THE UK will follow Wales and Scotland in allowing votes 16 for before the end of the decade, a former cabinet minister has suggested.

Lord Adonis made the prediction as the Government resisted his Representation of the People (Young People’s Enfranchisement) Bill.

The Labour peer’s Private Member’s Bill seeks to lower the voting age from 18 to 16 for UK parliamentary elections and all local elections in England.

Teenagers in those age groups already have the vote for elections in Wales and Scotland, other than UK general elections. Last May's Senedd elections were the first in which those aged 16 and over could vote in Wales.

Speaking for the Government, Baroness Scott of Bybrook noted that MPs had rejected – by a majority of 91 – a similar proposal earlier this month when considering a separate piece of legislation.

She said: “The Government believes the voting age should remain aligned with the age of majority at 18; this is the point when many other key rights and obligations as a citizen are acquired.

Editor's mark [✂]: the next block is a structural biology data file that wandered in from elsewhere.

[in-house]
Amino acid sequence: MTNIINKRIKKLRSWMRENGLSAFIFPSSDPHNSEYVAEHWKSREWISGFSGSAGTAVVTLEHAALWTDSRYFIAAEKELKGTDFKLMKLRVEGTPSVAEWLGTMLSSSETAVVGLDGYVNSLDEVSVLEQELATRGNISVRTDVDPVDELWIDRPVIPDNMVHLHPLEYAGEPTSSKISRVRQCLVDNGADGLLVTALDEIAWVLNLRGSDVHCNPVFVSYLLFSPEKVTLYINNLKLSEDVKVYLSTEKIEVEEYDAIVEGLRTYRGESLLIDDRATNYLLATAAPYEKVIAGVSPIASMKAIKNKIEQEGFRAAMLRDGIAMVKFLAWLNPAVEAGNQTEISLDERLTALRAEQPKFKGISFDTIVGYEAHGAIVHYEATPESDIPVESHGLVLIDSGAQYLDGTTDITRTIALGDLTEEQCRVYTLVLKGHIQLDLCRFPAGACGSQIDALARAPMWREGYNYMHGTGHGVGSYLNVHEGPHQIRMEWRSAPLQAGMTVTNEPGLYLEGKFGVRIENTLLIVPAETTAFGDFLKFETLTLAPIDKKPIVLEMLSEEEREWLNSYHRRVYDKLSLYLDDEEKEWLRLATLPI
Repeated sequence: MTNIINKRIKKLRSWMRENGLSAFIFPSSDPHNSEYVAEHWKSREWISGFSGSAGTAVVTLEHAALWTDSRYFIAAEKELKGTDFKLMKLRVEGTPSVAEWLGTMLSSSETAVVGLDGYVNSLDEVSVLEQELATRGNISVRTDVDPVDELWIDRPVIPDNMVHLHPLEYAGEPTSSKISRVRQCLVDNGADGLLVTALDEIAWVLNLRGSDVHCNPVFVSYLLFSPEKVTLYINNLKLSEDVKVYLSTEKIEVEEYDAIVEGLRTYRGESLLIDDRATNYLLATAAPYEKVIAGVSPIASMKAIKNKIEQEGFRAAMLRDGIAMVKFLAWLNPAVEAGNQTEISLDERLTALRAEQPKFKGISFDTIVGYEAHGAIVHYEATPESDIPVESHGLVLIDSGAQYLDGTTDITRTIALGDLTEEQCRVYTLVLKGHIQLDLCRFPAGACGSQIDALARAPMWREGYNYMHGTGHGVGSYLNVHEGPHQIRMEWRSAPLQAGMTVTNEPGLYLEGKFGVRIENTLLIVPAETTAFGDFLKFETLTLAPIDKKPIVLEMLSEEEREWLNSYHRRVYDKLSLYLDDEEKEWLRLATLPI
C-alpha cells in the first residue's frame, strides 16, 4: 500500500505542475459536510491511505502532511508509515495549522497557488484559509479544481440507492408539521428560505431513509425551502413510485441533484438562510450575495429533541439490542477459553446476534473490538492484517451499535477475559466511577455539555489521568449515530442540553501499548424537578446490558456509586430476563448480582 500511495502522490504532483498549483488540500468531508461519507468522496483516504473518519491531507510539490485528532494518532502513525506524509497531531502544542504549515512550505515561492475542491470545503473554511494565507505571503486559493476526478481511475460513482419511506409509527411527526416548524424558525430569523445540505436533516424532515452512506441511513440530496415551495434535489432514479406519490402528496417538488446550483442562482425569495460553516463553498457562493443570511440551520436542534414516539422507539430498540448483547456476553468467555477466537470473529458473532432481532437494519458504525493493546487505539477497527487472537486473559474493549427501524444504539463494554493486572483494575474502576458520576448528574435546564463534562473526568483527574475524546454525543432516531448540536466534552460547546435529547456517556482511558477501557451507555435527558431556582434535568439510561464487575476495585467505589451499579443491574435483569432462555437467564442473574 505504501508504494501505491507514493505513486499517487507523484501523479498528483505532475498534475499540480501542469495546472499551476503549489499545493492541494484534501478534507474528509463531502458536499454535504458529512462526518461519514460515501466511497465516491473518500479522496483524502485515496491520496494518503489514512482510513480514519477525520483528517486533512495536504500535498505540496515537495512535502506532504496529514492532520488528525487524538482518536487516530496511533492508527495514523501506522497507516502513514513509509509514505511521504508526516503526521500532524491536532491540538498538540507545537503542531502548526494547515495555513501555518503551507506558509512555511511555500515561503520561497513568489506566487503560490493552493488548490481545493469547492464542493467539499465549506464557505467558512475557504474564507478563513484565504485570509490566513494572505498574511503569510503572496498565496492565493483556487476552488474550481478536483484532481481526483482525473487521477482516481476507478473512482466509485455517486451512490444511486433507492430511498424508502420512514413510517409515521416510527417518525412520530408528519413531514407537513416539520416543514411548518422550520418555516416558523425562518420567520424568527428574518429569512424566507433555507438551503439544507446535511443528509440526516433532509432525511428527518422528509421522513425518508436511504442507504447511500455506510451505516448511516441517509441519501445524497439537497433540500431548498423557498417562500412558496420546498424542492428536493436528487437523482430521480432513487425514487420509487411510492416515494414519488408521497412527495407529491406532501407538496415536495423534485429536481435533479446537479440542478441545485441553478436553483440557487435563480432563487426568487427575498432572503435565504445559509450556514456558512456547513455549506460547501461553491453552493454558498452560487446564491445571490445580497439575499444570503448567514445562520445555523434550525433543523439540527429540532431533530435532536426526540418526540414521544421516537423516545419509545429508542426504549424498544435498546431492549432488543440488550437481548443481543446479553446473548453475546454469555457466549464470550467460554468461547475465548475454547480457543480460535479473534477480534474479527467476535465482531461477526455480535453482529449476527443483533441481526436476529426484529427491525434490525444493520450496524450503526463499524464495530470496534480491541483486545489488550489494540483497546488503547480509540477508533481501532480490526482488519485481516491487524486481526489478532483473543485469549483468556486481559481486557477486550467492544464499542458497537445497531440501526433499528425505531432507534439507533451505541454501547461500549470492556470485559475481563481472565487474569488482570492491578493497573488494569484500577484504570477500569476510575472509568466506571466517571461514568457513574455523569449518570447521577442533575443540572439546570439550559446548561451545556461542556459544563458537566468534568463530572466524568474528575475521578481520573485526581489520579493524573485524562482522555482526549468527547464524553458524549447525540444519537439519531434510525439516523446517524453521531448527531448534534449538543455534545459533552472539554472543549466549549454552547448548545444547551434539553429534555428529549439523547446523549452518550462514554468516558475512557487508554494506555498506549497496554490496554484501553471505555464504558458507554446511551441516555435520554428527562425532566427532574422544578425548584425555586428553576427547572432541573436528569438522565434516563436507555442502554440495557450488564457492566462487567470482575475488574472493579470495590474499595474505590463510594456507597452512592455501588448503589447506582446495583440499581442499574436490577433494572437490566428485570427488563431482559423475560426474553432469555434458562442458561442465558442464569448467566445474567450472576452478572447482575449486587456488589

“Having been elected on a manifesto commitment to retain the current voting age on these grounds, the Government will not be supporting the Bill today.”

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But Lord Adonis said the “acid test” for whether a reform is worthwhile is whether anyone would want to reverse it once introduced.

He highlighted how 16 and 17-year-olds have been granted the vote in elections in Scotland and Wales, adding it would be “inconceivable” for this right to be removed.

Lord Adonis went on: “This has the future written all over it.

“It will happen. It may not happen in this Parliament; if it doesn’t happen in this Parliament, it will probably happen in the next.

“And one thing I’m very, very confident of is that in 10, 20, 30 years’ time after it has been introduced, almost no-one will be speaking in this House against votes for 16 and 17-year-olds.”

Lord Adonis’s Bill received an unopposed second reading but it is unlikely to progress much further due to a lack of parliamentary time.

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